What is porous pavement?
Porous pavement is a surface material that allows rainwater to filter through the surface to a stone reservoir beneath it. From there, rainwater can infiltrate deeper into the ground and recharge aquifers, making it a practical and effective stormwater management tool. It can be made of gravel, recycled rubber, even asphalt and concrete, and it has a multitude of applications.
Porous asphalt and concrete can be used for sidewalks, driveways and parking lots. Poured-in-place bonded recycled rubber is perfect for playgrounds and trails where it offers a forgiving spongy surface underfoot.
So, why is it important to use porous pavements?
Stormwater management is a pressing issue throughout the U.S. because many cities and municipalities have what is called combined sewer systems. These systems handle both household waste water and stormwater, where it is transported to sewer treatment plants for cleaning. Because of the immense amount of impervious surfaces (those surfaces that don’t allow water to infiltrate into the soil below), the amount of stormwater runoff is overwhelming to the treatment plants.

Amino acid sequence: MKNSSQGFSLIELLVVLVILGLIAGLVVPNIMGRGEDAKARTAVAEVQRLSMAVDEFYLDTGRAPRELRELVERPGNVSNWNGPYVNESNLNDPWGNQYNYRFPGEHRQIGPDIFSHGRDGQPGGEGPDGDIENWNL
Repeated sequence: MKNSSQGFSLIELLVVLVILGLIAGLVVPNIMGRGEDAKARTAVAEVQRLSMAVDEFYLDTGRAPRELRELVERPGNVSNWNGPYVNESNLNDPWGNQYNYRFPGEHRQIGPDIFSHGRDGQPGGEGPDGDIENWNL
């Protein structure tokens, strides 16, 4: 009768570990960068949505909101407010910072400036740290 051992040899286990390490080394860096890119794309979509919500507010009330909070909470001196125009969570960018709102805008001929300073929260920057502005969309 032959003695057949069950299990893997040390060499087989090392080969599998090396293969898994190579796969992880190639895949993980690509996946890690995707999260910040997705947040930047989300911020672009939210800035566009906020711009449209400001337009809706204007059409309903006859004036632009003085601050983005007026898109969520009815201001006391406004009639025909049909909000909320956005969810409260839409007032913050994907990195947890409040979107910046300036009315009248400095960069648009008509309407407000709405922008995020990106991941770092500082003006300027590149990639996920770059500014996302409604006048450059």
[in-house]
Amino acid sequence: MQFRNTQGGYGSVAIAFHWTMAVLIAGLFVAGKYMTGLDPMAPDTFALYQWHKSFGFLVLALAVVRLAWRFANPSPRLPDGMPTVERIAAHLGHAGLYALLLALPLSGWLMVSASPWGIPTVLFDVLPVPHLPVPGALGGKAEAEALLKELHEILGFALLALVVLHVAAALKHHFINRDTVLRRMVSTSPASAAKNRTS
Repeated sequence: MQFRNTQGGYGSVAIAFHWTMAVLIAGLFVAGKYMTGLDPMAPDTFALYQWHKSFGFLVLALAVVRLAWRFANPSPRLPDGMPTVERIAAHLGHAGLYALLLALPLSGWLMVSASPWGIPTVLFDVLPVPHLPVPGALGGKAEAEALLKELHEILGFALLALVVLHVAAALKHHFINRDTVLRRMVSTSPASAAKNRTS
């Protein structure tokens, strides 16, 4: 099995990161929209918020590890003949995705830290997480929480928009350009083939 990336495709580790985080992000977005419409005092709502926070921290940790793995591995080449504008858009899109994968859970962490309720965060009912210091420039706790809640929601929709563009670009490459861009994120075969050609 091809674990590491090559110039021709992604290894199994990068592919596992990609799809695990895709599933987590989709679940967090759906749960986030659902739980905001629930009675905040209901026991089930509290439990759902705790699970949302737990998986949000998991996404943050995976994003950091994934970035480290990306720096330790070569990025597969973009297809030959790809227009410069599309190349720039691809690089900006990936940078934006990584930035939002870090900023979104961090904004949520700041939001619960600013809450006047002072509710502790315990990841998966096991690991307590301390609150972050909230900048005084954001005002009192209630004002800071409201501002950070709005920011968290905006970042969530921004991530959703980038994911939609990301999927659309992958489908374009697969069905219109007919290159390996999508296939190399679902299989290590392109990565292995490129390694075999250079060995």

In turn, both the stormwater runoff and waste water ends up in our rivers and streams without first undergoing treatment. This water now contains dangerous levels of bacteria, pollutants (oil, trash, etc.) from the street and heated water (from flowing over hot paved surfaces). The effects are devastating on aquatic creatures and plants that live in our waterways, and our own drinking water supplies become contaminated, as well.
So, in areas where paving is necessary, porous pavements can reduce our impact on the environment. Learn more about stormwater management on your own property in my previous post here.
Photo above of Herron Park, Philadelphia, which features a porous recycled rubber surface for the playground. The surrounding neighbors welcomed the transformation of the basketball court where the sound of bouncing balls is absorbed by the porous asphalt surface! And, the addition of rain gardens and dozens of trees and shrubs bring nature to this city block. Courtesy of Langan.